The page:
Indianapolis, IN –Solarize Workshop prepares teams from around the state to seed solar neighborhoods in their home towns. Between June and December 2017, the all-volunteer initiative resulted in a 20% increase in the number of registered solar homes in our state.

On June 22th, Solarize Indiana will hold a Team Training at Englewood Christian Church, 57 North Rural Street, Indianapolis. The training is open to anyone around the state who is interested in joining or starting a Solarize initiative in their community. Teams from around the state will congregate to make a plan of action for bringing solar to their own communities.

The Solarize Indiana initiative has made waves since its considerable initial success in 2017 – increasing the number of registered solar homes in Indiana by 20%. The achievement is at odds with recent legislation which has undermined some of the financial benefits of going solar.


Initiated in January, 2018, the new federal tariff on imported panels was intended to shift the US demand for solar panels to US produced solar panels. However, in Solarize Indiana’s competitive proposal process, the ten solar installers that submitted proposals almost uniformly proposed imported panels. Only two of 20 proposed panels were made or assembled in the U.S.


The push for immediate installation of solar is brought on partly by Senate Bill 309, signed into law in April 2017, which will eventually reduce in stages the financial benefit of installing solar panels. In Bloomington, however, the demand for solar continues to be high despite the passage of the bill, and the long-term effects are yet to be determined.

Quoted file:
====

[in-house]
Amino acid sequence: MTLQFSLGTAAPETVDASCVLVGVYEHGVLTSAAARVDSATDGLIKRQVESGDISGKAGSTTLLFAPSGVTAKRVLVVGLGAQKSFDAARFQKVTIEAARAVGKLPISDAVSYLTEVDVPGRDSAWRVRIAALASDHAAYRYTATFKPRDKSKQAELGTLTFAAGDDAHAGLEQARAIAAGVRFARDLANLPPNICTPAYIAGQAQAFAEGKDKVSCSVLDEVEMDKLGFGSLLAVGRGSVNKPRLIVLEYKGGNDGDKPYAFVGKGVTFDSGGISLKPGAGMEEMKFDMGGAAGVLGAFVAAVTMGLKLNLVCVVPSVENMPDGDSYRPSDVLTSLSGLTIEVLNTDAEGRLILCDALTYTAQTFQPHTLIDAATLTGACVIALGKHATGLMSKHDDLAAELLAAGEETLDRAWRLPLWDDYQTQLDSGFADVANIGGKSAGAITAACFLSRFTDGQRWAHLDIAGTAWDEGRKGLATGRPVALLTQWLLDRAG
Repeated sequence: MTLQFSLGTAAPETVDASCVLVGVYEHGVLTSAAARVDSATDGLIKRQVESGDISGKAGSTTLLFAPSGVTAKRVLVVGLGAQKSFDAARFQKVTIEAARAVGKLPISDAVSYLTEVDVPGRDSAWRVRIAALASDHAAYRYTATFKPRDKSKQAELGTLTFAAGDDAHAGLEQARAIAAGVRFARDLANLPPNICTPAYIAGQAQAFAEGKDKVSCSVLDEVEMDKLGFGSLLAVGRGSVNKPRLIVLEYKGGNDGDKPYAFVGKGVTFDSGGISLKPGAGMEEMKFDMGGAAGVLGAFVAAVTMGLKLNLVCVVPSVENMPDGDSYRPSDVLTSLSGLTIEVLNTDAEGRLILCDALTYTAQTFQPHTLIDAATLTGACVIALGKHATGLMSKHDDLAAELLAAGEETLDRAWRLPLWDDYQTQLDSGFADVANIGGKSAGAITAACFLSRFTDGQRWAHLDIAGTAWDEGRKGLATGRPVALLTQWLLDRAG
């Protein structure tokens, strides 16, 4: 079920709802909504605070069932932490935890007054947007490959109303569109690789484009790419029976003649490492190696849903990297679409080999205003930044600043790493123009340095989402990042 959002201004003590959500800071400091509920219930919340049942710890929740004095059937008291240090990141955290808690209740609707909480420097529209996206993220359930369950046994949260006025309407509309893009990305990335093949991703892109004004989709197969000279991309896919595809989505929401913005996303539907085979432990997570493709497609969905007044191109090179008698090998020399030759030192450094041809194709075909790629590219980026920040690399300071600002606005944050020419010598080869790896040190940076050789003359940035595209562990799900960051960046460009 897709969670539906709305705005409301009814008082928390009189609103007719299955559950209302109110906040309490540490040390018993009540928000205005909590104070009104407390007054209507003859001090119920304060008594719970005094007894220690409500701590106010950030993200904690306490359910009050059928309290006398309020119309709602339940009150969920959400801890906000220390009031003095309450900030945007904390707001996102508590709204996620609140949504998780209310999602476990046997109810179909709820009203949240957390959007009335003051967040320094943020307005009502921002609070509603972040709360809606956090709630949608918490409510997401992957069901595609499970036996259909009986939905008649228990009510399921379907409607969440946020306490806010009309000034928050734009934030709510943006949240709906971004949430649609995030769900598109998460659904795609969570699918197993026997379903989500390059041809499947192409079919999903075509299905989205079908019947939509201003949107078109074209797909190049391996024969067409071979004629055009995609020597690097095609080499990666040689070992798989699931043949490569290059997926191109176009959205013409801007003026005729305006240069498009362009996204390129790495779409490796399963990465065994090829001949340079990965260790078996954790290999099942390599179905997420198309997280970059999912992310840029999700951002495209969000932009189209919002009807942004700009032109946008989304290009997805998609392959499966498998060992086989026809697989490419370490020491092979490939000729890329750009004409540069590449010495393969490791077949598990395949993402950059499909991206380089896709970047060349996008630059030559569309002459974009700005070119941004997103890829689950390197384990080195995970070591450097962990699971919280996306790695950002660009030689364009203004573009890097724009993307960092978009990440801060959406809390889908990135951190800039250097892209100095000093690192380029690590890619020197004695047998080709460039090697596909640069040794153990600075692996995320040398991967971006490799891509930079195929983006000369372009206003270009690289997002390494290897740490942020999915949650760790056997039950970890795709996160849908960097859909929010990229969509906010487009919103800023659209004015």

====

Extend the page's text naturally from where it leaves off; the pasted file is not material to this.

Research in California has also indicated that the demand for solar is influenced by the prevalence of solar in the area. Installing solar panels is, in a sense, contagious—a notion that the Solarize movement has taken and acted upon. The model of a solar neighborhood is in essence to concentrate on supporting solar energy in a particular area so as to create a high concentration of solar powered homes which in turn incentivizes other community members to follow suit.

The diversity within the Solarize Indiana initiative has also been remarked upon, which has included Anabaptists, Catholics, Jews, Muslims, mainline and evangelical Protestants, and Unitarians. Presenters at Saturday’s training include individuals aged 19 through 89 who have taken up the initiative to preserve the earth for their own and future generations. The realization of the importance of solar is taking root across age and faith divides, and, by bringing in teams from the far corners of the state – from northwest Indiana to Jeffersonville, the workshop seeks to broaden its geographic diversity as well.

“Where solar is planted, it grows,” observed Madeline Hirschland, chair of Solarize Indiana. “It’s exciting to see Hoosiers helping make solar a new normal here in the heartland.” Adds Katherine Tilghman of the Interfaith Community of Environmentalist Youth,

It’s a sign that people are starting to realize that if you want to see change, you have to make it happen yourself.

The Solarize Movement

Why are more and more people, all over the state, choosing to go solar?

The reason: it simply makes good sense–and more than just cents. Talk to any solar home owner and they’ll tell you that going solar was the best financial investment they’ve ever made. Imagine an investment that pays for itself in as little as six years which leaves you with energy bills of just ten dollars for the rest of your life!

The Future of Solar is Brightpost